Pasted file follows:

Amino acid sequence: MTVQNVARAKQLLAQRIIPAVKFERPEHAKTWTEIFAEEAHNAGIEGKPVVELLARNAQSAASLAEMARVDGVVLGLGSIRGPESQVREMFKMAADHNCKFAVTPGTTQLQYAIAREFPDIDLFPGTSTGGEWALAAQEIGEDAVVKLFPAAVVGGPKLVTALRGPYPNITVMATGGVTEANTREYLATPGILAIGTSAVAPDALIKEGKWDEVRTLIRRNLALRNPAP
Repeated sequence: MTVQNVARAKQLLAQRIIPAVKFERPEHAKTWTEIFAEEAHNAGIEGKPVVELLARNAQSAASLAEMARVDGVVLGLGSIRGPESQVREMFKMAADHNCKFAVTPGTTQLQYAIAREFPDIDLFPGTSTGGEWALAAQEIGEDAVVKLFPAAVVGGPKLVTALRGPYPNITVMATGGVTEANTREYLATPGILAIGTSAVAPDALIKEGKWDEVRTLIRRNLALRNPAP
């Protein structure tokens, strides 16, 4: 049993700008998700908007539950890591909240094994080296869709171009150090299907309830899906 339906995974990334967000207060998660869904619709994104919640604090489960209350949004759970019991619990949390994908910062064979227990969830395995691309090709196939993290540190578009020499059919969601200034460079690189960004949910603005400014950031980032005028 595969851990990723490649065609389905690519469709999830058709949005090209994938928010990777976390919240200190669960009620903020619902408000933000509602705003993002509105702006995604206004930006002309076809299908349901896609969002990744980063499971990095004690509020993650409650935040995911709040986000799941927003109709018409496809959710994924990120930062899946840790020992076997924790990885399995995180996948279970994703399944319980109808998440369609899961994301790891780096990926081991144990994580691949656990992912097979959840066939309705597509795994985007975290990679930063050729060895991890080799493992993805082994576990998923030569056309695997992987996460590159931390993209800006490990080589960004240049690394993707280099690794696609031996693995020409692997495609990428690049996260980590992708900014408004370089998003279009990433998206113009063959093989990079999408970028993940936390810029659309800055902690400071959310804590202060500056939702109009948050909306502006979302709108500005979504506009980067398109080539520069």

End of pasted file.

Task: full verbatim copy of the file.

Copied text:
Amino acid sequence: MTVQNVARAKQLLAQRIIPAVKFERPEHAKTWTEIFAEEAHNAGIEGKPVVELLARNAQSAASLAEMARVDGVVLGLGSIRGPESQVREMFKMAADHNCKFAVTPGTTQLQYAIAREFPDIDLFPGTSTGGEWALAAQEIGEDAVVKLFPAAVVGGPKLVTALRGPYPNITVMATGGVTEANTREYLATPGILAIGTSAVAPDALIKEGKWDEVRTLIRRNLALRNPAP
Repeated sequence: MTVQNVARAKQLLAQRIIPAVKFERPEHAKTWTEIFAEEAHNAGIEGKPVVELLARNAQSAASLAEMARVDGVVLGLGSIRGPESQVREMFKMAADHNCKFAVTPGTTQLQYAIAREFPDIDLFPGTSTGGEWALAAQEIGEDAVVKLFPAAVVGGPKLVTALRGPYPNITVMATGGVTEANTREYLATPGILAIGTSAVAPDALIKEGKWDEVRTLIRRNLALRNPAP
């Protein structure tokens, strides 16, 4: 049993700008998700908007539950890591909240094994080296869709171009150090299907309830899906 339906995974990334967000207060998660869904619709994104919640604090489960209350949004759970019991619990949390994908910062064979227990969830395995691309090709196939993290540190578009020499059919969601200034460079690189960004949910603005400014950031980032005028 595969851990990723490649065609389905690519469709999830058709949005090209994938928010990777976390919240200190669960009620903020619902408000933000509602705003993002509105702006995604206004930006002309076809299908349901896609969002990744980063499971990095004690509020993650409650935040995911709040986000799941927003109709018409496809959710994924990120930062899946840790020992076997924790990885399995995180996948279970994703399944319980109808998440369609899961994301790891780096990926081991144990994580691949656990992912097979959840066939309705597509795994985007975290990679930063050729060895991890080799493992993805082994576990998923030569056309695997992987996460590159931390993209800006490990080589960004240049690394993707280099690794696609031996693995020409692997495609990428690049996260980590992708900014408004370089998003279009990433998206113009063959093989990079999408970028993940936390810029659309800055902690400071959310804590202060500056939702109009948050909306502006979302709108500005979504506009980067398109080539520069």